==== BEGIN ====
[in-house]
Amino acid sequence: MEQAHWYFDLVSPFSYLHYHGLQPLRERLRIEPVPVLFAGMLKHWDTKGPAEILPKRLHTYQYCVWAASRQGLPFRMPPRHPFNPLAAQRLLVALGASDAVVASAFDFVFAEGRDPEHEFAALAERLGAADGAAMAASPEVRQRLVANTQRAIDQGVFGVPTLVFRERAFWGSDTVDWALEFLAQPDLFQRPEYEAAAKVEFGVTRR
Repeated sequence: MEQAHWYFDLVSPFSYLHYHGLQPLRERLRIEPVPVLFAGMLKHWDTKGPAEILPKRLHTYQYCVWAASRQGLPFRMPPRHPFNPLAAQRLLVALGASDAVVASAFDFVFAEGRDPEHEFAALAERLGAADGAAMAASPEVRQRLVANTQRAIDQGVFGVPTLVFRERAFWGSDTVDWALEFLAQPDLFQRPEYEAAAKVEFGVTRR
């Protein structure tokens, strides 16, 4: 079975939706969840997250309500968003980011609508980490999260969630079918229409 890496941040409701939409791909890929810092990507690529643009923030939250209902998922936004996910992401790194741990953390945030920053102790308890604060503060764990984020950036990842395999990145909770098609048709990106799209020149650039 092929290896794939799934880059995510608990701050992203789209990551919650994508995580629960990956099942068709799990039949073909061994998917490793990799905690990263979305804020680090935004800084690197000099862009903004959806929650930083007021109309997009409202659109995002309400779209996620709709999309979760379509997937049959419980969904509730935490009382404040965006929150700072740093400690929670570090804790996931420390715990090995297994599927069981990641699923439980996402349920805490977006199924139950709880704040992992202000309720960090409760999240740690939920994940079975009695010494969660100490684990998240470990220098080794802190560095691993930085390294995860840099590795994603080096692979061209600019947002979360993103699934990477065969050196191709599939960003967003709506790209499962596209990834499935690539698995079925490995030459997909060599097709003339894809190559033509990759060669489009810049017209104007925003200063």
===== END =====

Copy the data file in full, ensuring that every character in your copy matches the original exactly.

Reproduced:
[in-house]
Amino acid sequence: MEQAHWYFDLVSPFSYLHYHGLQPLRERLRIEPVPVLFAGMLKHWDTKGPAEILPKRLHTYQYCVWAASRQGLPFRMPPRHPFNPLAAQRLLVALGASDAVVASAFDFVFAEGRDPEHEFAALAERLGAADGAAMAASPEVRQRLVANTQRAIDQGVFGVPTLVFRERAFWGSDTVDWALEFLAQPDLFQRPEYEAAAKVEFGVTRR
Repeated sequence: MEQAHWYFDLVSPFSYLHYHGLQPLRERLRIEPVPVLFAGMLKHWDTKGPAEILPKRLHTYQYCVWAASRQGLPFRMPPRHPFNPLAAQRLLVALGASDAVVASAFDFVFAEGRDPEHEFAALAERLGAADGAAMAASPEVRQRLVANTQRAIDQGVFGVPTLVFRERAFWGSDTVDWALEFLAQPDLFQRPEYEAAAKVEFGVTRR
């Protein structure tokens, strides 16, 4: 079975939706969840997250309500968003980011609508980490999260969630079918229409 890496941040409701939409791909890929810092990507690529643009923030939250209902998922936004996910992401790194741990953390945030920053102790308890604060503060764990984020950036990842395999990145909770098609048709990106799209020149650039 092929290896794939799934880059995510608990701050992203789209990551919650994508995580629960990956099942068709799990039949073909061994998917490793990799905690990263979305804020680090935004800084690197000099862009903004959806929650930083007021109309997009409202659109995002309400779209996620709709999309979760379509997937049959419980969904509730935490009382404040965006929150700072740093400690929670570090804790996931420390715990090995297994599927069981990641699923439980996402349920805490977006199924139950709880704040992992202000309720960090409760999240740690939920994940079975009695010494969660100490684990998240470990220098080794802190560095691993930085390294995860840099590795994603080096692979061209600019947002979360993103699934990477065969050196191709599939960003967003709506790209499962596209990834499935690539698995079925490995030459997909060599097709003339894809190559033509990759060669489009810049017209104007925003200063």